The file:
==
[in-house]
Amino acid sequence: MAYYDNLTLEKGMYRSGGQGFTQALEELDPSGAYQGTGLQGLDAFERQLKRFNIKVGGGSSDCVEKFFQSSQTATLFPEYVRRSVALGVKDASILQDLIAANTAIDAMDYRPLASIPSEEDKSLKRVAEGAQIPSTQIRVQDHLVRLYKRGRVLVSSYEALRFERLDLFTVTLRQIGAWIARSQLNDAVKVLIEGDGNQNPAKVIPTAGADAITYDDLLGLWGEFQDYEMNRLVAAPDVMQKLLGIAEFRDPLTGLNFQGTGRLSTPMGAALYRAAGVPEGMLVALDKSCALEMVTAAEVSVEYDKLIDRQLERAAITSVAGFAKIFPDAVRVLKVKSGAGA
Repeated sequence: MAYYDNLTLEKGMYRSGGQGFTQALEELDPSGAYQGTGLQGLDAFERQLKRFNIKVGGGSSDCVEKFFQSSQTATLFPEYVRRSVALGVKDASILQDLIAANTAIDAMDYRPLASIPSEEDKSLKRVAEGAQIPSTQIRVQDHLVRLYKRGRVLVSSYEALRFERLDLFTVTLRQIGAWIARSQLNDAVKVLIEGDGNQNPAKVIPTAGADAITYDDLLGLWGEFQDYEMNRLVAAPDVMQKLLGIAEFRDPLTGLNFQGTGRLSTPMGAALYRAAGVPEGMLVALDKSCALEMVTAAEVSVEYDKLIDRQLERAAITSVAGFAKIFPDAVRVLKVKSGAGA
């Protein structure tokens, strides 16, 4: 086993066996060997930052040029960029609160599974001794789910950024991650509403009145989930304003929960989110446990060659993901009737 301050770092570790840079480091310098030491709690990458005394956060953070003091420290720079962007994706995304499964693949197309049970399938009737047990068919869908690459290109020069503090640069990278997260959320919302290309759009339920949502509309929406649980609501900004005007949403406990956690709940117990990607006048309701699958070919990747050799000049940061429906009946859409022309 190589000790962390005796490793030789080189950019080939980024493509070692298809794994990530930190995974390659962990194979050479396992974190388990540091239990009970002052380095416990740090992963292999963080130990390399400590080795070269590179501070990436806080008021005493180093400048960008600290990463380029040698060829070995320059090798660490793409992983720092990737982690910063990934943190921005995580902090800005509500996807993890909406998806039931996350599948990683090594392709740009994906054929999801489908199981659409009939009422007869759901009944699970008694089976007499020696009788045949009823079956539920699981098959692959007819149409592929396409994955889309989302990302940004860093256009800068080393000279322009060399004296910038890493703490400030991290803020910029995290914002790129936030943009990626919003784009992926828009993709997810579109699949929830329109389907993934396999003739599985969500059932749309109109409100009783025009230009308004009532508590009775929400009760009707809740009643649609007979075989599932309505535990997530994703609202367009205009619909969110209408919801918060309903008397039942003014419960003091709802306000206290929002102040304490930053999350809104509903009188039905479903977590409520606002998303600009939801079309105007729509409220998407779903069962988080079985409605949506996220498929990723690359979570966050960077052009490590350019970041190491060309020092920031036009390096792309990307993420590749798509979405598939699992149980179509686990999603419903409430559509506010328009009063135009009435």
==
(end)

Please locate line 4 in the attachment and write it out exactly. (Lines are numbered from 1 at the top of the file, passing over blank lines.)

């Protein structure tokens, strides 16, 4: 086993066996060997930052040029960029609160599974001794789910950024991650509403009145989930304003929960989110446990060659993901009737 301050770092570790840079480091310098030491709690990458005394956060953070003091420290720079962007994706995304499964693949197309049970399938009737047990068919869908690459290109020069503090640069990278997260959320919302290309759009339920949502509309929406649980609501900004005007949403406990956690709940117990990607006048309701699958070919990747050799000049940061429906009946859409022309 190589000790962390005796490793030789080189950019080939980024493509070692298809794994990530930190995974390659962990194979050479396992974190388990540091239990009970002052380095416990740090992963292999963080130990390399400590080795070269590179501070990436806080008021005493180093400048960008600290990463380029040698060829070995320059090798660490793409992983720092990737982690910063990934943190921005995580902090800005509500996807993890909406998806039931996350599948990683090594392709740009994906054929999801489908199981659409009939009422007869759901009944699970008694089976007499020696009788045949009823079956539920699981098959692959007819149409592929396409994955889309989302990302940004860093256009800068080393000279322009060399004296910038890493703490400030991290803020910029995290914002790129936030943009990626919003784009992926828009993709997810579109699949929830329109389907993934396999003739599985969500059932749309109109409100009783025009230009308004009532508590009775929400009760009707809740009643649609007979075989599932309505535990997530994703609202367009205009619909969110209408919801918060309903008397039942003014419960003091709802306000206290929002102040304490930053999350809104509903009188039905479903977590409520606002998303600009939801079309105007729509409220998407779903069962988080079985409605949506996220498929990723690359979570966050960077052009490590350019970041190491060309020092920031036009390096792309990307993420590749798509979405598939699992149980179509686990999603419903409430559509506010328009009063135009009435």